The Design Mastermind at Squarespace

Inside its sleek New York headquarters, chief creative officer David Lee reveals the inner workings of the fast-growing tech company.

Inside its sleek New York headquarters, chief creative officer David Lee reveals the inner workings of the fast-growing tech company.

When David Lee appears in the main conference room at Squarespace, the website building startup-turned-global venture known for sharp graphic design, he seems to emerge from the woodwork. Poised and polished in black clothing with slick-backed hair, he certainly looks the part of the firm’s chief creative officer, his role since 2013. He’s a man-of-the-moment in both the tech and advertising worlds, still buzzing from the success of his February Super Bowl commercial, in which John Malkovich has a tantrum over someone else using his web domain. It is the latest in his four-year string of hits, including brand campaigns starring Jeff Bridges, Sophia Amoruso, and David Lynch. What Lee does, how he does it, and what he’s going to do next is currently the subject of much speculation. Here, Lee sits down with Surface to shed light on his process.

Squarespace headquarters in Manhattan.

You are, among other things, a photographer. Is imagery the key to a great website?

It’s definitely a key ingredient in making an impact. I think about websites as picture frames online. I by no means consider myself a pro photographer, but I do believe photography is massively important, because an image can convey so much instantaneously.

It seems you’ve been pushing the boundaries of communication at Squarespace, from Super Bowl commercials to podcasts. Why take a multi-platform approach? 

Because each platform invites an outside subject to share a whole new view. It’s about how they see the world. Our platforms are designed to unearth new ideas, and new designs. It’s about creating a space for others to shine… You know, we’re not just selling websites, we’re trying to help people pursue their passions. We’re in a freelance economy, in an entrepreneurial age. And Squarespace is very much a reflection of that. We’re trying to help the next generation of creative entrepreneurs succeed.

Do you see yourself as helping people design their identities?

A website is your online identity. What you present online today is akin to how you dress. What do you want that first impression to be? In a world where you’ll likely be found online first, you want your online presence to be the best reflection of your own personal brand.

Is that what drives Squarespace? A never-ending need to create identity?

There’s more to it, but we do believe it is human nature to want to stand out and differentiate yourself. I think it’s important to look not just at our competitors and other tech companies, but to outside industries for inspiration. Fashion, for example, is a seasonal business that lends itself to style and collaboration. There’s a lot to learn from seeing how the fashion industry behaves and how trends change every season. I also try to think of identity from a real estate perspective. What we’re selling is a piece of online real estate, and I feel everyone deserves a piece of the web that they can call their own.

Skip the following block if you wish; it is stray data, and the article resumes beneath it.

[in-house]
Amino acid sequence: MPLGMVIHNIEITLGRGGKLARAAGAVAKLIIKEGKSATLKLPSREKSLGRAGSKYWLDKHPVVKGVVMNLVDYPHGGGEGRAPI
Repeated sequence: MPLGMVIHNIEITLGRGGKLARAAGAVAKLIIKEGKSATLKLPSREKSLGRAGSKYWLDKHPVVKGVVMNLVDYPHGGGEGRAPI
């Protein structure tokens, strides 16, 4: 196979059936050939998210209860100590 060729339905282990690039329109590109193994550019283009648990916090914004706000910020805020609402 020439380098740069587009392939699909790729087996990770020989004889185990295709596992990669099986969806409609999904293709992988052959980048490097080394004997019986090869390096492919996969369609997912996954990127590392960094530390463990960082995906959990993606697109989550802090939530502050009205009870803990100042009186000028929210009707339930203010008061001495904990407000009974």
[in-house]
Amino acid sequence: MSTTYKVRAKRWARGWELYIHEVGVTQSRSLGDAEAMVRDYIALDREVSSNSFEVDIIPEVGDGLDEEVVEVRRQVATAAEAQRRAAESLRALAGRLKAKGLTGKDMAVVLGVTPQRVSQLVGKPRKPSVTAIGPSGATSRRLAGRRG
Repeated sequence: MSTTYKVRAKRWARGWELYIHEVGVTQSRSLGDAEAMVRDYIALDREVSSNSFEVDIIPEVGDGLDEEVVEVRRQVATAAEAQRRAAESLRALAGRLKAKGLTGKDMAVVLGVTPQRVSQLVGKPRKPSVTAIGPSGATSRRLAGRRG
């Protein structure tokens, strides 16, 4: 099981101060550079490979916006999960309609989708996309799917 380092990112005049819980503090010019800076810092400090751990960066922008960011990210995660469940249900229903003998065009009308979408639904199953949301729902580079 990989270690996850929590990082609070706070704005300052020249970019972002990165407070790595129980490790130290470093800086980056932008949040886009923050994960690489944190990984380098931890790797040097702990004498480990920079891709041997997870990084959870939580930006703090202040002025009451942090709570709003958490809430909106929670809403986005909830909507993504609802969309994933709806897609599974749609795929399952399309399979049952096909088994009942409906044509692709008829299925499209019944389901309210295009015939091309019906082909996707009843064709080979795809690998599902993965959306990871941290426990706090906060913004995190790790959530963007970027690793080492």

Squarespace HQ 4
Squarespace HQ
Squarespace HQ

Perforated ceiling panel above the bar at Squarespace.

Photo: Scott Burry
Squarespace HQ

Decorative glassware.

Photo: Scott Burry
Squarespace HQ

The bar at Squarespace.

Photo: Scott Burry
Squarespace HQ

Communal workspace.

Photo: Scott Burry

Your work reflects a commitment to minimalism. Why is it so important?

Our designs for Squarespace are just starting points. We’re trying to create blueprints that are malleable and scalable. The platform is intended for other people’s stories to live in. So, it’s intentionally devoid of color. Therefore, simplicity and minimalism is our aesthetic of choice for our monochromatic, black and white brand. The color comes from our customers.

What’s the next frontier at Squarespace?

We must remain at the cutting edge. We have a commitment to push the web forward and democratize these learnings for our customers. I don’t want to react to trends, and that’s certainly not how we work. But, we have an awareness of trends in technology and how we can embrace them by turning them into insights for new products and features.

Before joining Squarespace, you were creative director at an ad agency. What did that experience teach you about design?

Through advertising, I learned the art of storytelling, which I consider to be an incredibly important skill. To be able to deliver a clear, coherent narrative is the most crucial element of being a creative person.

A live tree grows inside the Squarespace office, designed by A+I.

Why did you join Squarespace?

I just hit a wall in my previous job, where I had to be on the road constantly. I had met the founder, Anthony Casalena, a while back, and we hit it off. Arriving back in NYC from Hong Kong in 2012, my passport ran out of pages for stamps. It was a sign.

When I was telling my wife the news over dinner, she interrupted me, and put a present across the table—it was a little box. I thought for a second I had missed a birthday or an anniversary. I opened this box, and inside were baby Converse shoes with a scan of her ultrasound. I was floored. That cemented my decision.

There was no choice.

Now I’m a proud husband and father, and can take everything I’ve learned in my career and apply it all at Squarespace. The challenge, of course, is finding time for it all.


Surface Studios is the brand marketing unit of Surface Media. To learn more about Squarespace, visit

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